Notice that we wrote this test a bit differently. We define variables for the two objects: `actualMoneyAfterDivision` and `expectedMoneyAfterDivision`. And instead of comparing `amount` and `currency` separately, we compare the two objects at once using the `deepStrictEqual` method in `assert`.

###### Tip

In Node.js’s `assert` module, the `deepStrictEqual` method compares two objects and their child objects for equality using the JavaScript === operator. 2

We anticipate the `TypeError: originalMoney.divide is not a function` error we get when we run this test. So let’s define this missing method, taking inspiration from the existing `times` method. 3

````class` `Money` `{`

`...`

`divide``(``divisor``)` `{`
`return` `new` `Money``(``this``.``amount` `/` `divisor``,` `this``.``currency``);`
`}`
`}````

Yay! The tests are all green. JavaScript’s dynamic types make implementing this feature easier than languages with static typing.

## Python

Let’s write our new test for division in class `TestMoney`:

```  `def` `testDivision``(``self``):`
`originalMoney` `=` `Money``(``4002``,` `"KRW"``)`
`actualMoneyAfterDivision` `=` `originalMoney``.``divide``(``4``)`
`expectedMoneyAfterDivision` `=` `Money``(``1000.5``,` `"KRW"``)`
`self``.``assertEqual``(``expectedMoneyAfterDivision``.``amount``,`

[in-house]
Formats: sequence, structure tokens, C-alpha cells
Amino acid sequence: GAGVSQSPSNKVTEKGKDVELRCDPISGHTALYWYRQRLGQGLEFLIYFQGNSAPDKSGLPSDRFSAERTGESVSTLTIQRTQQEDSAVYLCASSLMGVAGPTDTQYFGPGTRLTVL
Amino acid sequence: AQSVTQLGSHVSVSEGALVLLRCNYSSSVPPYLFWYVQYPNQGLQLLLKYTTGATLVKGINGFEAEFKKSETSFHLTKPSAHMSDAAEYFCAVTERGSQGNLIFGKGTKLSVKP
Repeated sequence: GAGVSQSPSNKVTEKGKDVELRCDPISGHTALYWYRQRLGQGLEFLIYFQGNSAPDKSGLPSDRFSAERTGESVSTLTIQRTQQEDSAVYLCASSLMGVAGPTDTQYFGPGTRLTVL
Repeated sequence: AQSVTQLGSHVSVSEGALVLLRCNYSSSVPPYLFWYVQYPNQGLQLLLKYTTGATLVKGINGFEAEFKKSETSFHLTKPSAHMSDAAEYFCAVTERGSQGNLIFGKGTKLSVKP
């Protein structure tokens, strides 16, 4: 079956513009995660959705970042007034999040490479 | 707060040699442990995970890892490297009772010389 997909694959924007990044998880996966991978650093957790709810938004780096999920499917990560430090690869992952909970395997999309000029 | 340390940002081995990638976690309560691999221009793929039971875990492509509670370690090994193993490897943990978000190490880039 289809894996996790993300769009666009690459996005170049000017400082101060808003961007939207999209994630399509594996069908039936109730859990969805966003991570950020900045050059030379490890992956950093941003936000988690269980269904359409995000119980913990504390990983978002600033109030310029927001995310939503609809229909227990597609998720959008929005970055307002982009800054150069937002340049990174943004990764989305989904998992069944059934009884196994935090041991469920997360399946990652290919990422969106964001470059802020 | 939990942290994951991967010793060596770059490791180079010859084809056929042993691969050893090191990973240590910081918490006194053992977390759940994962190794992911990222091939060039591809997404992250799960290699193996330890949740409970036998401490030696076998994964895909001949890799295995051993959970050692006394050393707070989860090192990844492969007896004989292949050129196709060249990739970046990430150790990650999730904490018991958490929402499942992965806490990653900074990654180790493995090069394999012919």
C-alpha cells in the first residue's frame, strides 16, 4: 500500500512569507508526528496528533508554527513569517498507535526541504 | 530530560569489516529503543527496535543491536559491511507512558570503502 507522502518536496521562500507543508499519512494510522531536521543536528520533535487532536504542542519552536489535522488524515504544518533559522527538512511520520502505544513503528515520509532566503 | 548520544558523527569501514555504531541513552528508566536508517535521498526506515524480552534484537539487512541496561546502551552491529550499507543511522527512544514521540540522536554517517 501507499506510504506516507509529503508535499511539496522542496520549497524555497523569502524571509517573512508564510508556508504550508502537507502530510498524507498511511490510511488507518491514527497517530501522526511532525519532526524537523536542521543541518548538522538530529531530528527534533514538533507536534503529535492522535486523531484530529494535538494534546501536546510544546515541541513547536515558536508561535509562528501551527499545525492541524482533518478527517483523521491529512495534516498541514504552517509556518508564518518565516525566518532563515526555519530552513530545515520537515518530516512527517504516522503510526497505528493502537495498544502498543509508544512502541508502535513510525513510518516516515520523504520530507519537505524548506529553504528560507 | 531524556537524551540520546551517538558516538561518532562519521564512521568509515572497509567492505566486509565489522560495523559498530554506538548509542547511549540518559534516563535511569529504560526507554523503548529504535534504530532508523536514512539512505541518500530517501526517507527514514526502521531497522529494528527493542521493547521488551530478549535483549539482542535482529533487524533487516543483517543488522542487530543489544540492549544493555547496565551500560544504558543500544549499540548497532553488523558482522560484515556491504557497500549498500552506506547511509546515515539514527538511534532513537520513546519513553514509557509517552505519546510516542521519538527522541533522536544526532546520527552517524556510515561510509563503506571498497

`actualMoneyAfterDivision``.``amount``)`
`self``.``assertEqual``(``expectedMoneyAfterDivision``.``currency``,`
`actualMoneyAfterDivision``.``currency``)````

Notice that we wrote this test a bit differently. We define variables for the two objects: `actualMoneyAfterDivision` and `expectedMoneyAfterDivision`.

We anticipate the `AttributeError: 'Money' object has no attribute 'divide'` message we get when we run this test. So let’s define this missing method, taking our cue from the existing `times` method: 4

```  `def` `divide``(``self``,` `divisor``):`
`return` `Money``(``self``.``amount` `/` `divisor``,` `self``.``currency``)````

Yay! The tests are green. Python is a dynamically (and strongly) typed language. This makes implementing this feature easier than languages with static typing.

# Cleaning Up

Let’s finish off this chapter with a bit of house cleaning, while keeping the tests green.

## Go

We now have three tests with three assertion blocks, each of which is a 3-line `if` block. Except for the variable names in each test, the `if` blocks are identical. This duplication is ripe for removal via extracted into a helper function, which we can call `assertEqual`.

###### Tip

“Extract method” or “Extract function” is a common refactoring. It involves replacing common blocks of code with a call to a new function/method that encapsulates the block of code once.

````func` `assertEqual``(``t` `*``testing``.``T``,` `expected` `Money``,` `actual` `Money``)` `{`
`if` `expected` `!=` `actual` `{`
`t``.``Errorf``(``"Expected  [%+v] Got: [%+v]"``,` `expected``,` `actual``)`
`}`
`}````

The function’s body is identical to any of the three existing `if` blocks. We can now call this function from each of the three tests. The `TestDivision` function is shown below:

````func` `TestDivision``(``t` `*``testing``.``T``)` `{`
`originalMoney` `:=` `Money``{``amount``:` `4002``,` `currency``:` `"KRW"``}`
`actualResult` `:=` `originalMoney``.``Divide``(``4``)`
`expectedResult` `:=` `Money``{``amount``:` `1000.5``,` `currency``:` `"KRW"``}`
`assertEqual``(``t``,` `expectedResult``,` `actualResult``)`
`}````

We can modify the `TestMultiplicationInEuros` and `TestMultiplicationInDollars` tests similarly.

## JavaScript